I get asked on a regular basis by people far and wide to design a Life-Scape for them. That’s a term I use to refer to a more integrated landscape design based on the land itself, the environment in which it exists, and how the property owner wishes to utilize it in a positive way.
Unfortunately, I am limited to my local area and it is hard to travel so I cannot fulfill these requests. Consequently, many ask me to recommend other designers to create a landscape for them with my Life-Scape approach. That’s another request that I cannot satisfy because I come up short identifying landscaping professionals who approach landscape design and construction the way I do. The only reasonable answer was to write a book about this method.
For over three decades I have been intimately involved in landscape design, maintenance, and management. During those many years, I have learned an enormous amount about how to design, build and maintain landscapes from both formal training and in-field experience. I feel blessed that all of this has helped me gain a solid business reputation with satisfied clients and a certain amount of visibility in the industry.
While I do not think that my way is the only way to do things, it has worked well for me, my team, and my clients. It occurred to me that, after spending my entire adult life this far in the landscaping business, perhaps I should codify my way of working and share it with people who have a genuine interest in it. Hence, the book. If it helps property owners and professionals, then I’m happy.
When I started thinking seriously about the book, I realized that much of what I do is done intuitively, based on all these years of experience. The more I’ve come to understand people and landscapes, the more I realized that I approach a piece of land and a project instinctively.
However, just because you know how to do something doesn’t mean you can teach someone to do it. So when I started to write the book five years ago, I had to observe what I did and how I did it and then go to my computer and document it. That was an eye-opening experience.
De-stressing the creative process
Once I began actively observing my behavior and approach and started documenting it, I found myself asking, “Why do I do that?” The more I observed, the more curious I became about why I did certain things a certain way. Without even thinking about it, I began to refine what I was doing. For example, I would notice what I would say to a client about the creative process and then write it down. I discovered that even though the creative process was easy for me, it was terrifying for clients. To help them feel more comfortable with the creative process, I asked them to “dare to dream.” This was a way to help them relax, let their ideas run free, and get comfortable in getting creative. That’s why one of the chapters in the book is titled “Dare to Dream.”
Looking is not the same as seeing.
Another revelation that came with this project was how much “rush” goes on in the landscape industry. I found that many people simply don’t take the time to analyze their projects more carefully and actually see what they entail; to understand that landscape development is a long game and not just a quick one-and-done. In fact, there is so much angst swirling around landscape projects and the desire to just get them done that people don’t develop a clear understanding of their land and resources and how they are affected by time and money. They fail to see the need to combine those elements in a thoughtful, informed way to achieve the best possible outcome for their project.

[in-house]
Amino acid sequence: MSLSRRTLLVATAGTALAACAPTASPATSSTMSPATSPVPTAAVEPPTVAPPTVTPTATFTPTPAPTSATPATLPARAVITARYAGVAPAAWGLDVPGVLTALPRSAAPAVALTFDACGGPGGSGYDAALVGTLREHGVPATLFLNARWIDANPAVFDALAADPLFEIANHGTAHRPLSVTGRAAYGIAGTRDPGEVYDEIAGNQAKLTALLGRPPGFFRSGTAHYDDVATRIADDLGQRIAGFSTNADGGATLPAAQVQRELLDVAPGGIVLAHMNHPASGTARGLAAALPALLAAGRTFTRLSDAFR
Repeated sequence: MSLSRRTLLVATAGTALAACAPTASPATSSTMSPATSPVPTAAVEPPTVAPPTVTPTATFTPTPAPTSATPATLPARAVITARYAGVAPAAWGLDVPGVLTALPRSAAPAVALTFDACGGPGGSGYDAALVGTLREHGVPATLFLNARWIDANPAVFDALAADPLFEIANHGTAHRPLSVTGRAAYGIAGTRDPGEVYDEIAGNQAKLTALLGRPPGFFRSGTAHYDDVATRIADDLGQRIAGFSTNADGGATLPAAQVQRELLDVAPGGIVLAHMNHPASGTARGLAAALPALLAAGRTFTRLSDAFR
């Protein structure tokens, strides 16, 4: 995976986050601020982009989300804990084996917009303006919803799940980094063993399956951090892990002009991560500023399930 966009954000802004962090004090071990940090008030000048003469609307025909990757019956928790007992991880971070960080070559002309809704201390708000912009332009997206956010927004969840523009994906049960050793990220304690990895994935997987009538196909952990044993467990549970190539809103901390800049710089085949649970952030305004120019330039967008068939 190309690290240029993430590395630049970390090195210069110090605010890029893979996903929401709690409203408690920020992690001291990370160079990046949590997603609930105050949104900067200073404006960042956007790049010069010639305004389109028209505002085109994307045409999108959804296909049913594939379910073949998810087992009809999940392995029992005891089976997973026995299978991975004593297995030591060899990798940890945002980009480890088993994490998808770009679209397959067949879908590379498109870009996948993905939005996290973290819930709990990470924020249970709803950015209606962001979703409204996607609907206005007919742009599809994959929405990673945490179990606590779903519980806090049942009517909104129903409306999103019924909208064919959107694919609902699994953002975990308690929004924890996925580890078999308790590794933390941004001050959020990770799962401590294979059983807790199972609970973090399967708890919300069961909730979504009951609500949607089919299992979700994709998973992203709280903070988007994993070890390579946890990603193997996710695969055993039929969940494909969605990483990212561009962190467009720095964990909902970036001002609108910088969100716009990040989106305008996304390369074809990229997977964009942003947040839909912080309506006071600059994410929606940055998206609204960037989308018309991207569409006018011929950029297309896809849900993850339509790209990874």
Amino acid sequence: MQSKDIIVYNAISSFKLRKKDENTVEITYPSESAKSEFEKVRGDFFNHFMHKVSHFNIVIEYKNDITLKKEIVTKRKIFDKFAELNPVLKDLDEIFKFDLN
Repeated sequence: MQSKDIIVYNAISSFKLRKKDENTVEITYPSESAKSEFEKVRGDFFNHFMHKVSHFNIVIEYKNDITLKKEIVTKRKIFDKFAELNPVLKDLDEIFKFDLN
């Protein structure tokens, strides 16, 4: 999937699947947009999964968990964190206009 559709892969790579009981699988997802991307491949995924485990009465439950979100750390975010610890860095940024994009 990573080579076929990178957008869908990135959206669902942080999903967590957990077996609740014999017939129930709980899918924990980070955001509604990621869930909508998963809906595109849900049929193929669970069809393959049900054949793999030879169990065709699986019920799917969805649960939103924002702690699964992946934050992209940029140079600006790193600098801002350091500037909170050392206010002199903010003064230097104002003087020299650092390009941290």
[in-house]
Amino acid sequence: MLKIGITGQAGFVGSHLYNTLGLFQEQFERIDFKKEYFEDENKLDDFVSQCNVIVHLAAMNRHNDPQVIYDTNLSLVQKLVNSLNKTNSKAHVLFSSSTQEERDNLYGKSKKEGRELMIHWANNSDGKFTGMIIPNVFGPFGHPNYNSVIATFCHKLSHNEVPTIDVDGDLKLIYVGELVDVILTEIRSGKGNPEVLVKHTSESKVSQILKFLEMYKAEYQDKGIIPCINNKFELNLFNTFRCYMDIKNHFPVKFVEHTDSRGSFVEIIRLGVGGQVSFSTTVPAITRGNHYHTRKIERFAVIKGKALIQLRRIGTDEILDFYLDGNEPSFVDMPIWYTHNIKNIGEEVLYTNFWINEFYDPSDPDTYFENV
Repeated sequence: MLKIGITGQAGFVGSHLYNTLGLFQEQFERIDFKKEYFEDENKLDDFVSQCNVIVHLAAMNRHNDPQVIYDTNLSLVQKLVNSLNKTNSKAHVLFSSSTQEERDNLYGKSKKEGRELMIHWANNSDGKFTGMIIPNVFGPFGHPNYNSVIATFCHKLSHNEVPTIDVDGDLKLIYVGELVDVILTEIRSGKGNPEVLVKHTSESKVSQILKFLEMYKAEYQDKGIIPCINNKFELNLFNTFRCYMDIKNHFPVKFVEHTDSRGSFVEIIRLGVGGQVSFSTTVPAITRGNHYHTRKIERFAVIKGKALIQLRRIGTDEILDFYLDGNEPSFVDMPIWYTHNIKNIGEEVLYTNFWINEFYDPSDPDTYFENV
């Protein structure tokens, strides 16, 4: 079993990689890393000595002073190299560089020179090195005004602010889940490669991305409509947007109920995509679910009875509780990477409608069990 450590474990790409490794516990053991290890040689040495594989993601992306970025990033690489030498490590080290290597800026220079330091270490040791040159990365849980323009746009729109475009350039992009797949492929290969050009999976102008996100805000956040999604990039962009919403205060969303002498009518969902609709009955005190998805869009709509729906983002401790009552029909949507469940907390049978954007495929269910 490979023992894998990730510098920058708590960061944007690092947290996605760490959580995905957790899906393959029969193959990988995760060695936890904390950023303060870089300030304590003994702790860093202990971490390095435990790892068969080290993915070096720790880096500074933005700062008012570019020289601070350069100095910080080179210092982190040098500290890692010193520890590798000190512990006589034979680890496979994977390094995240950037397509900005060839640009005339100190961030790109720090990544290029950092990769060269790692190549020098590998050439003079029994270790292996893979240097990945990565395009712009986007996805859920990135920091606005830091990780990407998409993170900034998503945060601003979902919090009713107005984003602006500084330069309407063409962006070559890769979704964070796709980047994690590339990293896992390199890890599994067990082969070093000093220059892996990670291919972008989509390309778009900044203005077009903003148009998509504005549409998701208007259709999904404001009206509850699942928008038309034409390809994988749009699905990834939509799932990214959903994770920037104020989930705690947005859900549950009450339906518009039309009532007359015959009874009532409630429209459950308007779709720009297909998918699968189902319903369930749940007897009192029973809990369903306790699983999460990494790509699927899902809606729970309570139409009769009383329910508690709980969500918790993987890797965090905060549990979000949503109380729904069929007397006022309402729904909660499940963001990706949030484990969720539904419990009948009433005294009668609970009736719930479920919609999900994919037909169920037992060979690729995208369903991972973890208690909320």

This is the reason why I subtitled the book, A guide to ending the rush-rush, humdrum approach to landscape development and care. I even included two chapters, “See Your Setting” and “Picture Your Plan” that take a deep dive into the importance of taking a long, slow look at your resources and really see how to use them to turn your dream into reality. Many landscape projects fail because people, including some professionals, skip the analysis and planning part and simply buy plants that appeal to them, only to struggle with what to do with them once they get them home. The landscape construction process needs to be approached in a systematic, logical way with a specific goal in mind. That’s why there’s a whole chapter in the book called “Build It” that is devoted to the details of proper landscape construction.
The landscape construction process needs to be approached in a systematic, logical way with a specific goal in mind.
Demystifying landscape design and planning
The whole purpose of writing this book was to outline my systematic approach to undertaking a landscape project. I wanted to demystify the process of designing and planning so people can get a significant head-start on their projects before they even stick a shovel in the ground. Following my system will enable the reader to actually enjoy the landscape construction part because they will have eliminated the stumbling blocks that can trip up even the best-intentioned plans. As someone armed with this kind of proven knowledge, you’ll be able to start your next outdoor project confident in the entire process -- from planning and resources to budgeting and scheduling. My hope is that my book will give people the same confidence in the Life-Scape approach that I have.